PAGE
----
September 2009: Know Your Farmer, Know Your Food
Why the locally grown movement is an opportunity
Eating locally has gained popularity in the last few years. Indeed, Secretary Vilsack launched a YouTube video this month promoting the importance of local food, knowing where food comes from, and how it gets to consumers' plates. The widely accepted definition of a "locavore" is someone who strives to eat food produced within 100 miles.
The reasons given for this interest in eating locally are complex, including: environmentalism, sustainability, safety, variety (more heirloom varieties), a desire to support independent multi-cropping farmers (versus monoculture agribusiness) and the local economy, less processing/more nutritious, better freshness/flavor/ripeness (fewer preservatives, varieties not chosen for shelf life), and seasonality. But while it's easy to be seduced by the rhetoric and romance what's the reality?
Local is valuable...but small. Shoppers are willing to pay a huge premium for local' a May 2008 study in the American Journal of Agricultural Economics found that shoppers will pay DOUBLE the price for a local product in a farmers' market versus the identical local product in a retail store. Locally grown food was worth about $4bn in 2002. That's less than 3% of the U.S. fresh produce market, assuming that number includes meat and dairy.
Food does travel in the US but food-miles alone are misleading. Food travels on average 1500 miles in the U.S. from farm to plate (up 25% since 1980) according to the WorldWatch Institute. However, the trip from the farm through the supply chain to the consumer actually makes up only 4% of the carbon footprint of produce. The other 96% is energy intensive inputs such as fertilizers, farm equipment, heating of hothouses, irrigation pumps, etc. Therefore, the most visible attribute of local (that is proximity) is the least important. Indeed, growers in locations better suited to certain agriculture or achieving economies of scale actually have a far lower carbon footprint than subscale, local growers. For example, a study in New Zealand found that lamb pasture-raised in New Zealand and shipped 11,000 miles to Britain contributes 1520 lb of CO2 per ton, compared with 6280 lb/ton for lamb raised in Britain and sold locally. It is 4 times more efficient.
Trying to produce locally is an inefficient use of precious resources. Locavorism runs counter to 250 years of economic theory: specifically David Ricardo's theory of comparative advantage which states that everyone is better off when producers specialize and trade. Ironically, substituting local food for food grown by regions that specialize may actually increase the cost of fresh produce, and drive down consumption.
So what lessons can be learned for the packers and shippers who provide the vast majority of fresh produce in the United States, who simply can't be local to everyone?
- Embrace the consumer preferences that the local movement reveals, such as the desire for:
- Sustainable, environmentally conscious farming practices
- Variety and seasonality
- Support for independent farmers
- A connection to the farmer and transparency
- Use item-level traceability to connect with consumers on these preferences that they want to pay a premium for. Promote locale not local; highlight your food safety and sustainability practices, profile your independent farmers and their local community; consider emphasizing seasonality, variability and variety where possible.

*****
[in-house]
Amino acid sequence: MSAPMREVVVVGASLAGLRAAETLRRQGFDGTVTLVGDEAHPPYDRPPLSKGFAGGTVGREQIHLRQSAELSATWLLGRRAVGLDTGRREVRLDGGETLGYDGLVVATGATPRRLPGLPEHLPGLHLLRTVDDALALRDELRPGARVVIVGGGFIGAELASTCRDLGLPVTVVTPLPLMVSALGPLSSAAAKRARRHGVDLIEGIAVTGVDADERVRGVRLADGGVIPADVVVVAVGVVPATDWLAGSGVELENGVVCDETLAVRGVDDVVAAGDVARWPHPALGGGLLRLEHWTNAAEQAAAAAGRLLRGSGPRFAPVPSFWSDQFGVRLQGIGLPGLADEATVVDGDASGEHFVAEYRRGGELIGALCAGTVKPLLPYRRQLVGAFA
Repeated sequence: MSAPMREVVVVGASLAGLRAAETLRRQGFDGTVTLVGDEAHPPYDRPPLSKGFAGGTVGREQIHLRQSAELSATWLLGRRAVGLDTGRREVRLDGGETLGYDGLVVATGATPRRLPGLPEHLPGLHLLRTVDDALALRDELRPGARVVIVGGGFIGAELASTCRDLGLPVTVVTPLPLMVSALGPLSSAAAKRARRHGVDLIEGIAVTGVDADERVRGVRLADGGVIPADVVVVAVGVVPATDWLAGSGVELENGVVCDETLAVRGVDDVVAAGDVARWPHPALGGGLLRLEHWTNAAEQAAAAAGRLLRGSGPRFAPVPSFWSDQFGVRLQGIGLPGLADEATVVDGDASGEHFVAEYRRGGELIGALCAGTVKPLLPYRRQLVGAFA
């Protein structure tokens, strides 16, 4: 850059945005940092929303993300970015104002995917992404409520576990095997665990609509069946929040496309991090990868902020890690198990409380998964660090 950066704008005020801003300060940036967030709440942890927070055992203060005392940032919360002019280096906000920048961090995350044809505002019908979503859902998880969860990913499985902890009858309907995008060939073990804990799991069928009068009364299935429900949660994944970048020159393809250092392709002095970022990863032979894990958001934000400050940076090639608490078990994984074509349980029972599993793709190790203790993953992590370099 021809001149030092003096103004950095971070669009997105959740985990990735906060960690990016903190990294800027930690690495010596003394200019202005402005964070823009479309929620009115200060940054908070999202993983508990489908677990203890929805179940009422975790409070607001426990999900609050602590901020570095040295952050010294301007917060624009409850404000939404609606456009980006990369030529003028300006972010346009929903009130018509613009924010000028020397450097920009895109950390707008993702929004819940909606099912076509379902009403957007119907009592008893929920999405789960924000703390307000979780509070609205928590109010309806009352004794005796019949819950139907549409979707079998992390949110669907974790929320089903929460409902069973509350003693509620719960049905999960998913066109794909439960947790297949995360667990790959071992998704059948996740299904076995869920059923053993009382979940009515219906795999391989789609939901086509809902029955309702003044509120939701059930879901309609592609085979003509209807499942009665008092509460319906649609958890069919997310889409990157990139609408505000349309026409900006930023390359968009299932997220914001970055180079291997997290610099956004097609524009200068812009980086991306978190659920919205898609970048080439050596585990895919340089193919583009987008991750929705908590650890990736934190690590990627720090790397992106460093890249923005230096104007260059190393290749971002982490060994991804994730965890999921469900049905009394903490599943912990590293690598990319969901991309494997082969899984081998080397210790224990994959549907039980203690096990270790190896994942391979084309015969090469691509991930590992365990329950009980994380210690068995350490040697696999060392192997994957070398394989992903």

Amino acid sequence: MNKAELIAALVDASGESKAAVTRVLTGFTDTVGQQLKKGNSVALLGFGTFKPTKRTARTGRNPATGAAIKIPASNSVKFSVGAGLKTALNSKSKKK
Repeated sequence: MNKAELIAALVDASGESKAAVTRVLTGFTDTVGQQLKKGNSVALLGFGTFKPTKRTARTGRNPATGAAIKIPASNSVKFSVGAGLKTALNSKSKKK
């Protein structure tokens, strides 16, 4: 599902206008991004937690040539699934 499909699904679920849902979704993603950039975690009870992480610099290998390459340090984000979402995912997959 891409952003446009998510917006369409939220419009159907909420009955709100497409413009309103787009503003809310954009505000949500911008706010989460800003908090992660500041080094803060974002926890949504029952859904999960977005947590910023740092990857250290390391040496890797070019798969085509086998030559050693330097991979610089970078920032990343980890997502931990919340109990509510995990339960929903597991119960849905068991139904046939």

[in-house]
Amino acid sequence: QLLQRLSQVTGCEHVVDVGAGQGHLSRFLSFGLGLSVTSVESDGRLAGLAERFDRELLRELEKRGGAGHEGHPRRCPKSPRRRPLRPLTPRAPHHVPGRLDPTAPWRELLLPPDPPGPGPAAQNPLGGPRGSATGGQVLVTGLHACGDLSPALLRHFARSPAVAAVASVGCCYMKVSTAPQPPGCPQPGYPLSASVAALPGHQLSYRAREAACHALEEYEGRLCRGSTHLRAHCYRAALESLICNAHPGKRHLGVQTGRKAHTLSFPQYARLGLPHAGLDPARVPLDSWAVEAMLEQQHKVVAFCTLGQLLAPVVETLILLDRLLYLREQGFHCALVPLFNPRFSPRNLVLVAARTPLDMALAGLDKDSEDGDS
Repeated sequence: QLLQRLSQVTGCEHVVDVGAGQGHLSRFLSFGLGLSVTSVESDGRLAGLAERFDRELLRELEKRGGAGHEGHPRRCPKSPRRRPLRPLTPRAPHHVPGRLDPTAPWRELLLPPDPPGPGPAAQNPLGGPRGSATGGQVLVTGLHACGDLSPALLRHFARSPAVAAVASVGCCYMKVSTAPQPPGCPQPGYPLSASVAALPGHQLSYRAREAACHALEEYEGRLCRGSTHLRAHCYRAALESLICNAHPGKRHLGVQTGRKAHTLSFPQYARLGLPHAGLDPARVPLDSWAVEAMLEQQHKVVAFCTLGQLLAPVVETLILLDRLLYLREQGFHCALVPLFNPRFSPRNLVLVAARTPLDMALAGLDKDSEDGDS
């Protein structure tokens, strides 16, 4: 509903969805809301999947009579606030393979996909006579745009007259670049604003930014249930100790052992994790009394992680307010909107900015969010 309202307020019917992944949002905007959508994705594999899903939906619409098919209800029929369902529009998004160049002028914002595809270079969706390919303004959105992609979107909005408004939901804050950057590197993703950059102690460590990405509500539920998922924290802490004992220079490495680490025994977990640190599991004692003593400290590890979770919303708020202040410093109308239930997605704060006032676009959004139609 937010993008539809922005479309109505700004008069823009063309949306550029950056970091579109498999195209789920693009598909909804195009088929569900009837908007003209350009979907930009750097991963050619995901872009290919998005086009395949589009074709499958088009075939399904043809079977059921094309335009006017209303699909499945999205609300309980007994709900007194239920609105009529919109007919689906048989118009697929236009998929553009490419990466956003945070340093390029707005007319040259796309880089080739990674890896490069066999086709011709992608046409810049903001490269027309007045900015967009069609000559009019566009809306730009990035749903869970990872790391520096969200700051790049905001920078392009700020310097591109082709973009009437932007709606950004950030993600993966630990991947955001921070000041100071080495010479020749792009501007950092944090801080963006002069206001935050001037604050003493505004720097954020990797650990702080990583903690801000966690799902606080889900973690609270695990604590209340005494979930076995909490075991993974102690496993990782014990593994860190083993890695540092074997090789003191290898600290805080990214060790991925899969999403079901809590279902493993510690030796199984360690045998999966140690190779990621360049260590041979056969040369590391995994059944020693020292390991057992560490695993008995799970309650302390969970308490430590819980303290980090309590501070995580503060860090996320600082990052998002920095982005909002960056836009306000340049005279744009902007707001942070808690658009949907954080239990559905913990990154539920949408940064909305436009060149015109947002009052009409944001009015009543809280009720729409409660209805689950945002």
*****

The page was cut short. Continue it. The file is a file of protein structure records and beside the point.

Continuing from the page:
- Consumers currently equate local to environmentally better so a thoughtful educational effort is required by the industry to explain carbon footprint more accurately.
More from the USDA
At a keynote speech to the United Fresh Produce Association in Washington, D.C., U.S. Secretary of Agriculture Tom Vilsack emphasized the importance in the current administration of increasing fruit and vegetable consumption in the U.S. He also made some very interesting points about traceability:
- Secretary Vilsack wants consumers to understand and appreciate fresh produce better. He doesn't mean Americans should start phoning up the grower he means they should reconnect with the system that grows their food.
- When talking about food labeling, in addition to pursuing more caloric and nutritional information, consumers should be able to find out where their produce comes from.
- And in reference to food safety, Secretary Vilsack wants to see communication and social network technology used to narrow the scope of recalls, get information to consumers, and get their confidence back more quickly.
What's New at PMA Fresh Summit 2009
The PMA this year in Anaheim, Calif. will have a focus on traceability. There will be a Traceability Learning Center with multiple vendor table-top displays, including HarvestMark. The learning center is in the East side of the hall, right near the HarvestMark booth 4524.
Come by booth 4524 (right by the Traceability Learning Center) where we'll be demonstrating some of the latest innovations in traceability including PTI for field-packed produce, incredible data visualization tools, and a traceable food cooking demo. Come and enjoy 100% traceable, gourmet creations.
We'll be there to answer your questions about traceability, share success stories of real deployments across North America, and get you started on the road to enhanced traceability. Come by on Sunday Oct 4th and pick Bruce Peterson's brain about traceability and how it factors into the bigger supply chain picture.
Readers of the Traceability Insider are also invited to join us on Sunday night at the House of Blues. Pick up an invitation at the booth, and come and experience our (in)famous HarvestMartini!